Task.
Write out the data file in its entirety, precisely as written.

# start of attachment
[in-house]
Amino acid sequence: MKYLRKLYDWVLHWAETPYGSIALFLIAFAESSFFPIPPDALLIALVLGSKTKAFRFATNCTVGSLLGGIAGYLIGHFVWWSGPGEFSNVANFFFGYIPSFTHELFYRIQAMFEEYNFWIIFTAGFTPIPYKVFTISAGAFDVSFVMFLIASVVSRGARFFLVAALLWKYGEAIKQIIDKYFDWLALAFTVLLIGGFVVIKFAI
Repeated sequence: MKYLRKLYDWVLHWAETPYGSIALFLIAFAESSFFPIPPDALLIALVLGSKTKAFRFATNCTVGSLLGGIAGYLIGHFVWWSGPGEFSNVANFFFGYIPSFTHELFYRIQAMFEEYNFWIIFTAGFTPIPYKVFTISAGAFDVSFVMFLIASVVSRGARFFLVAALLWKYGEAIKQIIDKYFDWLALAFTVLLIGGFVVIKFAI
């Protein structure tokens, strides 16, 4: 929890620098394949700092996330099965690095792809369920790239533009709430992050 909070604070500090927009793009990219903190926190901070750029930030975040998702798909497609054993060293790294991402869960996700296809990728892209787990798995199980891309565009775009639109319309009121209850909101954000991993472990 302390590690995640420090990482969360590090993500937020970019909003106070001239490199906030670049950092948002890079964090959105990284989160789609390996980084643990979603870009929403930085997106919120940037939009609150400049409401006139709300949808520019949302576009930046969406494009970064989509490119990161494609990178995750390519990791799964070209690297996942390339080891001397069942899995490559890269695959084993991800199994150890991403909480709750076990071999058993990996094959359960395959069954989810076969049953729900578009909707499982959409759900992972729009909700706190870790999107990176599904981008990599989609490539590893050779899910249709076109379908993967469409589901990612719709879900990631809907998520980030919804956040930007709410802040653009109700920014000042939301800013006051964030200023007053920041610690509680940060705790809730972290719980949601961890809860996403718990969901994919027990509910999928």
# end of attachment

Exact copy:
[in-house]
Amino acid sequence: MKYLRKLYDWVLHWAETPYGSIALFLIAFAESSFFPIPPDALLIALVLGSKTKAFRFATNCTVGSLLGGIAGYLIGHFVWWSGPGEFSNVANFFFGYIPSFTHELFYRIQAMFEEYNFWIIFTAGFTPIPYKVFTISAGAFDVSFVMFLIASVVSRGARFFLVAALLWKYGEAIKQIIDKYFDWLALAFTVLLIGGFVVIKFAI
Repeated sequence: MKYLRKLYDWVLHWAETPYGSIALFLIAFAESSFFPIPPDALLIALVLGSKTKAFRFATNCTVGSLLGGIAGYLIGHFVWWSGPGEFSNVANFFFGYIPSFTHELFYRIQAMFEEYNFWIIFTAGFTPIPYKVFTISAGAFDVSFVMFLIASVVSRGARFFLVAALLWKYGEAIKQIIDKYFDWLALAFTVLLIGGFVVIKFAI
């Protein structure tokens, strides 16, 4: 929890620098394949700092996330099965690095792809369920790239533009709430992050 909070604070500090927009793009990219903190926190901070750029930030975040998702798909497609054993060293790294991402869960996700296809990728892209787990798995199980891309565009775009639109319309009121209850909101954000991993472990 302390590690995640420090990482969360590090993500937020970019909003106070001239490199906030670049950092948002890079964090959105990284989160789609390996980084643990979603870009929403930085997106919120940037939009609150400049409401006139709300949808520019949302576009930046969406494009970064989509490119990161494609990178995750390519990791799964070209690297996942390339080891001397069942899995490559890269695959084993991800199994150890991403909480709750076990071999058993990996094959359960395959069954989810076969049953729900578009909707499982959409759900992972729009909700706190870790999107990176599904981008990599989609490539590893050779899910249709076109379908993967469409589901990612719709879900990631809907998520980030919804956040930007709410802040653009109700920014000042939301800013006051964030200023007053920041610690509680940060705790809730972290719980949601961890809860996403718990969901994919027990509910999928």